Vertigo
336 Case Studies
147 Member Stories
36 Research

What is vertigo?

Vertigo and dizziness affect 20 percent of the population, with most being elderly women. In objective vertigo, the individual gets the feeling that the environment is shifting. In abstract vertigo, the individual feels like he or she's moving, and in pseudo-vertigo, there's a sensation of rotation within the patient's head. Medical reasons include benign paroxysmal positional vertigo (BPPV), Ménière's disease, and vestibular neuritis. It may also be due to injury, migraine, fever, and excessive alcohol intake.

In vertigo, the patient experiences rotation, loss of balance, and sometimes nausea. It may manifest in a resting or sitting posture, or only show when the patient stands up or walks around.

The cause is usually associated with an inner ear problem. The internal ear components play an integral role in maintaining our physical equilibrium when correcting our body position. Factors are known to cause vertigo include head trauma, neurological difficulties, migraine headaches, and side effects from certain prescription medications.

Patients with vertigo have significant relief in 3 months, and complete therapy is up to two or three weeks.

Symptoms include nausea, vomiting,  ringing in the ears, feeling of fullness or pressure, migraine headache, and hearing loss. Occurrences can be incapacitating, lasting from several hours to several days and recurring with varying frequency. An attack may be precipitated by growth in fluid in the inner ear's labyrinth area, causing increased stress and a disrupted sense of equilibrium. It typically starts in mid-life and occurs about equally in women and men. Sometimes, professional treatment is unnecessary because the condition may resolve itself.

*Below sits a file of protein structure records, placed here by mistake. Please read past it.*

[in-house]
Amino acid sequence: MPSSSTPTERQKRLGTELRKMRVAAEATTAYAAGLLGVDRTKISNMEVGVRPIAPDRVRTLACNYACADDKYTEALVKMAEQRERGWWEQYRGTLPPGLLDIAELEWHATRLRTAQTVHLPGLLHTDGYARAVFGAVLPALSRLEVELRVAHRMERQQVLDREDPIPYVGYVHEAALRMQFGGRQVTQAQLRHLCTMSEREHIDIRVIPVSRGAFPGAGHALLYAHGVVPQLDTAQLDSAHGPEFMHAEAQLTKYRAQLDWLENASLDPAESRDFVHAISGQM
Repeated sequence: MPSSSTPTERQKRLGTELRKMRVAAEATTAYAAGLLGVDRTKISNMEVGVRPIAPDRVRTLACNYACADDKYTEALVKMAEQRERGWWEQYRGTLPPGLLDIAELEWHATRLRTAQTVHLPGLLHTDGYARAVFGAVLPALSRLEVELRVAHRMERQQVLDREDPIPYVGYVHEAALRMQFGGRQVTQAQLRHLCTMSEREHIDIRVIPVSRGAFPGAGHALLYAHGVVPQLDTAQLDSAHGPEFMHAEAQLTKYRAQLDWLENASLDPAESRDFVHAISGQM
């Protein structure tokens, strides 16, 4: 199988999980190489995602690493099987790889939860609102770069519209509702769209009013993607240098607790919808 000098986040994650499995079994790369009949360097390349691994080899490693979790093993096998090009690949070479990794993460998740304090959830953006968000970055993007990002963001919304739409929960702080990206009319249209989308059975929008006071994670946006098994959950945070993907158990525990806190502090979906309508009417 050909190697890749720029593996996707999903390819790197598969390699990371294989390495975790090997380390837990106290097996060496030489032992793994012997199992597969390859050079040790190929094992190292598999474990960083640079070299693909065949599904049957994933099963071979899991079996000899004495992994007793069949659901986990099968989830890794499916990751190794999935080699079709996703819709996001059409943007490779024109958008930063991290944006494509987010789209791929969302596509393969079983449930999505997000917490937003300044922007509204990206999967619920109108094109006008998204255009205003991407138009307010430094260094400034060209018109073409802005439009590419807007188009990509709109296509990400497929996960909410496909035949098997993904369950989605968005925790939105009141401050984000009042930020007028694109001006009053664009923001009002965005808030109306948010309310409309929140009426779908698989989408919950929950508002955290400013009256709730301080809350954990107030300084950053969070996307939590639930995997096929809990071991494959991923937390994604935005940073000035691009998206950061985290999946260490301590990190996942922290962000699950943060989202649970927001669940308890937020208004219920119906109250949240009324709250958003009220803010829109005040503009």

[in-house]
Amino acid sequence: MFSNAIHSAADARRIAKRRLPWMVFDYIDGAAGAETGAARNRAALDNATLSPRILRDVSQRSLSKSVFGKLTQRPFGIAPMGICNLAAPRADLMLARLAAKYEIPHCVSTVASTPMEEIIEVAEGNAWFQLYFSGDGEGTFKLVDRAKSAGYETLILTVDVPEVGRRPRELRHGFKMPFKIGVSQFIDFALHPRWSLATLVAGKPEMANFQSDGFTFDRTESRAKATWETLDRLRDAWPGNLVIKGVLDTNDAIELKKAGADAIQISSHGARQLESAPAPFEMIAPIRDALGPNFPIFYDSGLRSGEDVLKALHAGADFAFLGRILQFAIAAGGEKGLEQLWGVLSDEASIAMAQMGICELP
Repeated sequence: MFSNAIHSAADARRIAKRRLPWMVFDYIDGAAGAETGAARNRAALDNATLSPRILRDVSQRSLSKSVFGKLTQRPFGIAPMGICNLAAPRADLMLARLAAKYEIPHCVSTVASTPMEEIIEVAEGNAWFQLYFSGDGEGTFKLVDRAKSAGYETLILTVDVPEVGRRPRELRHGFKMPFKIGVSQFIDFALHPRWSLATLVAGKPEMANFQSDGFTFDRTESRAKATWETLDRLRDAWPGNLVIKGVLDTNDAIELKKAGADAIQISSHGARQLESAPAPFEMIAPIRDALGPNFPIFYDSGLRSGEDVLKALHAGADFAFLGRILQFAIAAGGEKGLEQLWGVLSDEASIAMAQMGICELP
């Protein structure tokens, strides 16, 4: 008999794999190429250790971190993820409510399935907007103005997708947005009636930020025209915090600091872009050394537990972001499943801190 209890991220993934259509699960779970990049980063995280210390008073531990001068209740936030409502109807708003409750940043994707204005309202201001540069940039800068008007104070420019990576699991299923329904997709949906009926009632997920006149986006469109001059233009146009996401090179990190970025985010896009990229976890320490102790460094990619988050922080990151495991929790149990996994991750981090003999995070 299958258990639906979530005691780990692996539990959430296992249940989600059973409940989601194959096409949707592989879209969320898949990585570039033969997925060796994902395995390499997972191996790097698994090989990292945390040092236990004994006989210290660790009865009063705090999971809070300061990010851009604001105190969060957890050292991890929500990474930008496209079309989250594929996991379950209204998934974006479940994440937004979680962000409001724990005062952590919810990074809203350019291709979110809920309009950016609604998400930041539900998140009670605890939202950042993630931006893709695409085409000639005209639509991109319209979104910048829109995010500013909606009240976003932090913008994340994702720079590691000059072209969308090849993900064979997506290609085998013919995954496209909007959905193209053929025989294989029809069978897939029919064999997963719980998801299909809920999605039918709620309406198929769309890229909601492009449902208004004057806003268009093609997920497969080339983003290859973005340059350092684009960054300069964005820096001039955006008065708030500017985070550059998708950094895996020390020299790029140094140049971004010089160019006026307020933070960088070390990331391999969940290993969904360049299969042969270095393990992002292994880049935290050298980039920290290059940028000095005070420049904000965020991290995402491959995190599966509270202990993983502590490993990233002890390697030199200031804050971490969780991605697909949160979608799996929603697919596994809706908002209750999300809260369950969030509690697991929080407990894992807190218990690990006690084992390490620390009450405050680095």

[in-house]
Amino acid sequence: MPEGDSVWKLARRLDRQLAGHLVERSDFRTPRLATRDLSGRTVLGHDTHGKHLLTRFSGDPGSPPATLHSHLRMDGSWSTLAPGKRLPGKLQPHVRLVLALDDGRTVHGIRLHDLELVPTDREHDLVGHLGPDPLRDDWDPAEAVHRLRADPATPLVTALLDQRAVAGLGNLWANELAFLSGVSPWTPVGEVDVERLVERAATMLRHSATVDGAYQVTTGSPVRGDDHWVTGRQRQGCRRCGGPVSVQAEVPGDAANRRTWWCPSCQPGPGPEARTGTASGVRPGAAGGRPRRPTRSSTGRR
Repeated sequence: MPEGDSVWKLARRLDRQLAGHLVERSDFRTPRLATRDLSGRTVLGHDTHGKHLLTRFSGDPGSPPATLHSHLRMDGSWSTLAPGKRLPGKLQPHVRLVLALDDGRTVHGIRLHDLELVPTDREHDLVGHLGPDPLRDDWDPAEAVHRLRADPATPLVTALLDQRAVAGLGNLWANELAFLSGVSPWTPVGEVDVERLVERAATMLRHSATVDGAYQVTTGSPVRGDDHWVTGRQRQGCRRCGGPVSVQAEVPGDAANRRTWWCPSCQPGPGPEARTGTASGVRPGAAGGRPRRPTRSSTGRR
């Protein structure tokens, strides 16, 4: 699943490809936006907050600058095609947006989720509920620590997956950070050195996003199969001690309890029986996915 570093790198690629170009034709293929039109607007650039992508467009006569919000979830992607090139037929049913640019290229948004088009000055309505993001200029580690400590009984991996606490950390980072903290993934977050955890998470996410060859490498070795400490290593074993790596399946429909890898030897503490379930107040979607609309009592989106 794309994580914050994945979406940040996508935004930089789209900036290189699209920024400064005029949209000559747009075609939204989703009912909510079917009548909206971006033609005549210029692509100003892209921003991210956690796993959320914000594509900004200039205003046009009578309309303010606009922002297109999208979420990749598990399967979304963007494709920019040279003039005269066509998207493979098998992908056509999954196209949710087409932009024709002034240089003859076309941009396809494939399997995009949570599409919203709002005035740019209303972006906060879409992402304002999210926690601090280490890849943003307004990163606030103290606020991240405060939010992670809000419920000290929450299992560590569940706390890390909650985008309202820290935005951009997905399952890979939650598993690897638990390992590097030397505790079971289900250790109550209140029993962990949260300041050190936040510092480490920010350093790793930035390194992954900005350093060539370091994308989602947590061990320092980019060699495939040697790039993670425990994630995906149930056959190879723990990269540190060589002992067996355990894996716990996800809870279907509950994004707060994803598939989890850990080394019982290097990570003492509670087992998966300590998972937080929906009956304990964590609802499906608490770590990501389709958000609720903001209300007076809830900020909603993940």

But, in other instances, medical therapy may be essential to take care of the problem. Fortunately, acupuncture and Oriental medicine can provide help in this section. This medical condition is often related to the element of wind and is described with the exact words as this naturally-occurring phenomenon. The alarming sensations related to a bout of vertigo are known to come on unexpectedly, sweep through the body, and cause symptoms that may come and go fast. 

See: 84 year old recovers from Vertigo with Miro 48 Acupuncture

Acupuncture for vertigo

A practitioner of acupuncture and Oriental medicine can influence the effects of wind in a patient's body by using specific acupuncture points. For instance, if it's found that uncontrollably climbing and whipping wind is causing a patient to undergo loss of equilibrium and nausea, it's crucial to needle acupuncture points, which will promote a smooth, orderly flow of Qi. Qi is the most fundamental and essential kind of energy required for all life to exist.

Acupuncturists diagnose this as an obstruction at the meridian energy pathways which operate through the ear. Frequently the cause is that the adverse reaction to food allergens, disease, or diseases. Symptoms are often alleviated in a couple of sessions, and a series of treatments may reduce or eliminate the frequency of strikes. Acupuncture does provide a great deal of relief to a lot of patients experiencing vertigo regardless of the underlying condition.